28 November 2012

A Cold Collation

Great Dixter chimneys as seen from the top of a high compost heap.
On Monday I found myself peering into a store cupboard in the kitchen yard at Great Dixter. From the floor to the ceiling were rows of jars, some still holding preserves from the time of Christopher Lloyd's parents, who moved there in 1912. Like the rest of the house, this cupboard has never been subjected to a 'clear out'.

The British have long been a nation of growers and preservers, and the Dig for Victory instinct continues. Brits have not always been a nation of good eaters, of course. It might be that until recently the need to shore up was the driving force in domestic food production. Potatoes and apples stored, jams and jellies made: food shortages kept at bay. The eating experience was at its best about good plain British cooking, without ideas from Abroad.

The kitchen garden at  Great Dixter.
At its worst, as we know, British cooking could be pretty dire. The exodus of domestic help after the 1930s cannot have helped, as people were forced to boil the life out of their cabbages themselves and in the absence of properly-made mayonnaise there was an over-reliance on salad cream.

Now, people who cook also like to grow things and people who grow things are learning to cook. At Great Dixter there was a cook until the 1970s but when he died Christopher Lloyd decided to learn to cook himself. "Christo was very greedy. He LOVED food," says my guide. Dinner might start with whiskey and walnuts, and after pudding there would be chocolate and coffee. It's very easy to imagine when you are at Great Dixter, with its comfortable kitchen and open fires. And yet home-grown and home-cooked is still quite a new idea: Christopher Lloyd's book Gardener Cook was published within fairly recent memory. 

Well-tempered leeks and bulbs for sale at the Great Dixter Fair last week.
Lloyd's friend and neighbour Vita Sackville-West, who died 50 years ago, had a complete lack of interest in food, shared with many people in her generation. She and her husband Harold Nicolson wanted to be alone in their small cottage at Sissinghurst Castle and didn't want servants around at night. According to former head gardener Sarah Cook, the housekeeper at Sissinghurst would go home after leaving them a thermos flask and a "cold collation". Brrr.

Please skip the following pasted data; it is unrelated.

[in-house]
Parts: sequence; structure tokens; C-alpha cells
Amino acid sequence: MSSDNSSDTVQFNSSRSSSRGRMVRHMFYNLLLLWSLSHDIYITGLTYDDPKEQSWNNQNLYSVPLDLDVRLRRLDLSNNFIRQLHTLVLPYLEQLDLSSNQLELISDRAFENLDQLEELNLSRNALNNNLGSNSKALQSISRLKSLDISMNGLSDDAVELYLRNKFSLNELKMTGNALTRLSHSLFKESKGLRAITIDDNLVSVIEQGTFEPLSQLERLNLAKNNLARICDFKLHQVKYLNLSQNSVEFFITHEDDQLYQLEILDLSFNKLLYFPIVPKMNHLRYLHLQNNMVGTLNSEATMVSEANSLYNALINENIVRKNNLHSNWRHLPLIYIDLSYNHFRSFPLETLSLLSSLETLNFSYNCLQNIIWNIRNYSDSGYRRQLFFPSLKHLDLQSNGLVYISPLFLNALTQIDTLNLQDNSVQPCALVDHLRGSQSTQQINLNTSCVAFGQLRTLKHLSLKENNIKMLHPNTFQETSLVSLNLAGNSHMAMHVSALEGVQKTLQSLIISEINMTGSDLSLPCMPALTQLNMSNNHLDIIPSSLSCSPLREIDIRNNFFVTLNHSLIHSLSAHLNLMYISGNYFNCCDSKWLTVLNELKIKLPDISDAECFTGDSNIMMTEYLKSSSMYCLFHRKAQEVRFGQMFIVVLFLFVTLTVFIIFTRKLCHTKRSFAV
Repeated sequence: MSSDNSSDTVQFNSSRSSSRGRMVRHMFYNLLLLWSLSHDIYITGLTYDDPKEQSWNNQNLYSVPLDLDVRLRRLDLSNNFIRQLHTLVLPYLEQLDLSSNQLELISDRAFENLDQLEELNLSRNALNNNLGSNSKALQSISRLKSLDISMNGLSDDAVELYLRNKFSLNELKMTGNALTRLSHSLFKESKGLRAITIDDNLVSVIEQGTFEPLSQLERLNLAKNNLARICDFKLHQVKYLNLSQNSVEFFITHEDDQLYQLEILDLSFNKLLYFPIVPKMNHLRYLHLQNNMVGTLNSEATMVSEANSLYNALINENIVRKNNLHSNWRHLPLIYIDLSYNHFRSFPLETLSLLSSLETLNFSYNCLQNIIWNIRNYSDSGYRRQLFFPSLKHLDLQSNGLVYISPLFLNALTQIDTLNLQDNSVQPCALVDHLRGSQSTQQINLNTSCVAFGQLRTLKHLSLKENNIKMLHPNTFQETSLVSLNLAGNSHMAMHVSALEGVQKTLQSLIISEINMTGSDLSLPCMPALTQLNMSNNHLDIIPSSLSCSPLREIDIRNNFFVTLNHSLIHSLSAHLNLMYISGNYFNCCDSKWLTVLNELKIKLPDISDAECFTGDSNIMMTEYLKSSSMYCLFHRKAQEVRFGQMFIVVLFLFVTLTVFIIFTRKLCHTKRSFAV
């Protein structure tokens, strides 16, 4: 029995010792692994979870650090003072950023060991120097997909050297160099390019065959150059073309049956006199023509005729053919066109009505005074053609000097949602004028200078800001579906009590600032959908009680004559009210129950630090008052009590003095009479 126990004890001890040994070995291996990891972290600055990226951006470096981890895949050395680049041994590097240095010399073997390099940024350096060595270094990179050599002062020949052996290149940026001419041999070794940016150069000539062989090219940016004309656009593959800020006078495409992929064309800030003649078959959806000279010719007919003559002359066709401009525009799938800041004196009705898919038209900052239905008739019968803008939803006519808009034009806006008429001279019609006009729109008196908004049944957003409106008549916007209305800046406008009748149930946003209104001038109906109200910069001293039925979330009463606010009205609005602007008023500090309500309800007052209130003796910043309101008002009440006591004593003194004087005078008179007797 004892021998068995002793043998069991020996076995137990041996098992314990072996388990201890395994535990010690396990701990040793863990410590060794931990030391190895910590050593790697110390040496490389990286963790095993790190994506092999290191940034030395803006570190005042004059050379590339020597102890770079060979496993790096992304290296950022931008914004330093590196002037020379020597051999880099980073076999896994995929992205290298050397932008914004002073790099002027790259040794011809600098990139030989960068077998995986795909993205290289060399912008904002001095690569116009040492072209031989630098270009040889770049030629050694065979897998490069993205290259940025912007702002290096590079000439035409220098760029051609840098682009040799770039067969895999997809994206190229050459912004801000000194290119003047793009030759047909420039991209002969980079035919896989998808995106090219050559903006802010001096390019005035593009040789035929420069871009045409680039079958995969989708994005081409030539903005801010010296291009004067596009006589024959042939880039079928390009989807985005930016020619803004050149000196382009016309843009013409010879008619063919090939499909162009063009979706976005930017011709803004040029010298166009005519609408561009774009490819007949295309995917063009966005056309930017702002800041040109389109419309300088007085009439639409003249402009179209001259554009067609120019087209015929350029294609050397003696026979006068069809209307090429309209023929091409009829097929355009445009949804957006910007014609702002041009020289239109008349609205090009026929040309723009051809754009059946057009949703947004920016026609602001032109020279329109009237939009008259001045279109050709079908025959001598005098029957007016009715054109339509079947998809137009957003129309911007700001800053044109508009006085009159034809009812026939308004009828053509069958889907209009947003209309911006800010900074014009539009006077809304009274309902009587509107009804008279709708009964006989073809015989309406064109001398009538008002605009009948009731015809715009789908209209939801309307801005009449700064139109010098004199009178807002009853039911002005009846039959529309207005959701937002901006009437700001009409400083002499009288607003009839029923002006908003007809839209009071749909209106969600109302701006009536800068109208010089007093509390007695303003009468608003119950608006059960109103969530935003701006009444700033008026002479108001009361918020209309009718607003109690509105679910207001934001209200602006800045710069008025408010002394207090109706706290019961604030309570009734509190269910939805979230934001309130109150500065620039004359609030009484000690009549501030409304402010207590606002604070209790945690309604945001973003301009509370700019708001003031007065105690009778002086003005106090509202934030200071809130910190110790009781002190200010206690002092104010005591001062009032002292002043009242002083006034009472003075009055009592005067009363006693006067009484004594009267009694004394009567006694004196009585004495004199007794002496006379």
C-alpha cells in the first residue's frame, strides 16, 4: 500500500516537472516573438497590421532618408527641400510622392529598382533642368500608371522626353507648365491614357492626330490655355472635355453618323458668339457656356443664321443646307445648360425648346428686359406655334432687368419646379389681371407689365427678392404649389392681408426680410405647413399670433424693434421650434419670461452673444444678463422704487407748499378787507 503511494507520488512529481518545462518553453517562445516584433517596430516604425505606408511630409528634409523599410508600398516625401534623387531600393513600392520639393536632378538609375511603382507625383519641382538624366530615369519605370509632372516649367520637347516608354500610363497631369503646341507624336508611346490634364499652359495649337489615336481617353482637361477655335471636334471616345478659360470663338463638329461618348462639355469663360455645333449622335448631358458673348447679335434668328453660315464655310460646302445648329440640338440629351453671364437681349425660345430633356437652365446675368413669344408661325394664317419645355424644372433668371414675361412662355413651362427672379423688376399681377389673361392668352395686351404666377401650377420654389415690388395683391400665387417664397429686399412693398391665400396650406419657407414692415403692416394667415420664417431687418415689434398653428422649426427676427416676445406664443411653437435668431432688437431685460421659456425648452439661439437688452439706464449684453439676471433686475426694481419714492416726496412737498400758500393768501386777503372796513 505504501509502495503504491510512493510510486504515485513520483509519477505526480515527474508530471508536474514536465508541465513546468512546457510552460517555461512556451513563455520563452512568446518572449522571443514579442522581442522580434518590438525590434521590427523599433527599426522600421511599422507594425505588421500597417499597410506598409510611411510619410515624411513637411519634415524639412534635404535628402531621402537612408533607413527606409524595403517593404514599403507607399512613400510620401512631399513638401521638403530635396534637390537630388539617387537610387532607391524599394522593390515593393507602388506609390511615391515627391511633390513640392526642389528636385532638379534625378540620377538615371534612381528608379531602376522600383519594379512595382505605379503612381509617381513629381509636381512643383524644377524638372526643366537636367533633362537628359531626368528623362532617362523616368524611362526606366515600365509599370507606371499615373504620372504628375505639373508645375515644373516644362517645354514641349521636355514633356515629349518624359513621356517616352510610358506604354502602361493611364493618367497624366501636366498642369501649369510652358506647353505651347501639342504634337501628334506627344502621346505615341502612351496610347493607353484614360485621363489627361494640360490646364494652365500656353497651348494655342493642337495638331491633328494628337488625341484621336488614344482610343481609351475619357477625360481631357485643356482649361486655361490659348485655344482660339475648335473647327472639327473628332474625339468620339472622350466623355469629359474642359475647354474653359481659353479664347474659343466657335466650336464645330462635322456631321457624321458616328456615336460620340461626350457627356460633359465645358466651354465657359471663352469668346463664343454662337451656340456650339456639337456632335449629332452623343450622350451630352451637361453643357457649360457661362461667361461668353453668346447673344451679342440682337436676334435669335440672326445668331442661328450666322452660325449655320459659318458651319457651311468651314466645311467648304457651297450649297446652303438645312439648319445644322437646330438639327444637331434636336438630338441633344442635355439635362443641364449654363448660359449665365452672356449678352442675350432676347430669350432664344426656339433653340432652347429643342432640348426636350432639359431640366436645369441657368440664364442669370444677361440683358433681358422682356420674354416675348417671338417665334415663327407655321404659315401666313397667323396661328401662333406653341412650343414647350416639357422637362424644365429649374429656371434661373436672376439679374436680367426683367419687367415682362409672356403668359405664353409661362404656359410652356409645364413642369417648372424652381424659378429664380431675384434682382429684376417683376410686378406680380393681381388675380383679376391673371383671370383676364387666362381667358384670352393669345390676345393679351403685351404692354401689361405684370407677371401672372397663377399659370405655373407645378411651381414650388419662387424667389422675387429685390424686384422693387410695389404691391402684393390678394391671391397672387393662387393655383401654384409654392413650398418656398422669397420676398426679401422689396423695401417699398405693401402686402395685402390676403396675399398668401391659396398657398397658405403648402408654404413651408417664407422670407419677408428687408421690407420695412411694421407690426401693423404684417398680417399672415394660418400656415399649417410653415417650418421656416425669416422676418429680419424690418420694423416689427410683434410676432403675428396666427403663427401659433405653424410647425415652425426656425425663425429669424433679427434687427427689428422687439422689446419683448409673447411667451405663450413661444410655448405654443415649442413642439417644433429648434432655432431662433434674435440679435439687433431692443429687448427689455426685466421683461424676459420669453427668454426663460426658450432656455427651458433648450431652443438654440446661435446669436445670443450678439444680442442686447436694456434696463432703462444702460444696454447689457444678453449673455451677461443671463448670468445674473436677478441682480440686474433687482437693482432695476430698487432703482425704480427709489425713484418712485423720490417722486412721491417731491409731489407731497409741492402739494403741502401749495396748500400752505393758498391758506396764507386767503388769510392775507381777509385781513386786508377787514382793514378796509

14 November 2012

More Cuts and Some Growth

During my fortifying year as an under-gardener at Brooke Hall in Northamptonshire I treasured my rare moments in the potting shed. I was only invited over there if the weather was really foul. I would quickly rummage around the ancient equipment before being turfed out again. These scissors hung on the wall, only ever examined by me. They were so well designed: perfect for snipping the thousands of chrysanthemums required by her ladyship on winter days gone by. The handles were roomy enough for even the biggest, gruffest head gardener to get his fingers through, with gloves on.
The old scissors were not sharp and sadly, chrysanthemums were no longer required. But a new wave of gardeners, whether head- or under-, appreciate showy flowers, briefly considered to be so gauche. Glads, dahlias, chrysanths will all gladly submit to a quick sharp snip with these scissors from Ancient Industries. The smaller ones are good for twine and the subtle flowers which we know we are allowed to like.

28 October 2012

Say it with Flaars

How do you say "flowers"?
I say it phonetically, being a part-time American, and everyone knows that Americans pronounce words in a more logical way than the British. I don't forget my "r's". I've noticed, though, that a lot of people here, irrespective of background or accent, say "flaars". With that one word they become like the lady of the manor in Mrs Miniver who hands out prizes at her wartime flaar show.

It is as if when a person and a flower connect, that person becomes somebody else.

"Flowers do take people out of themselves," says my friend Georgie Newbery, also known as the Flower Farmer. "They are completely transforming." 

Flowers have always been linked with the rites of passage in a person's life: "Everyone has a relationship with flowers whether they know it or not," she says. Georgie cuts flowers and sends them around the country or does weddings and parties with home-grown flowers. They can be informal or elegant, but they are always "flaars".

08 September 2012

Further Reports from Essex

The Glory Flower, glorious at every stage.
Beth Chatto speaks in perfect sentences. She could be reading aloud from one of her brilliantly written books. Sometimes she digresses to talk about well-known friends who have helped to formulate her ideas, but it's the plants she wants to talk about: she is all about plants and plantsmanship.

"Form and texture is more important to me than colour," she explains. "I've always had grasses. People want petals and colour but I think: 'What would grass add?'"

Hers is a colourful garden however. The glory flower (clerodendrum bungei), above, pops up unexpectedly in a shady area and it stopped me short on my visit. Yes, it has good fresh green foliage for this time of year but its flowering habit is amazing and intriguing.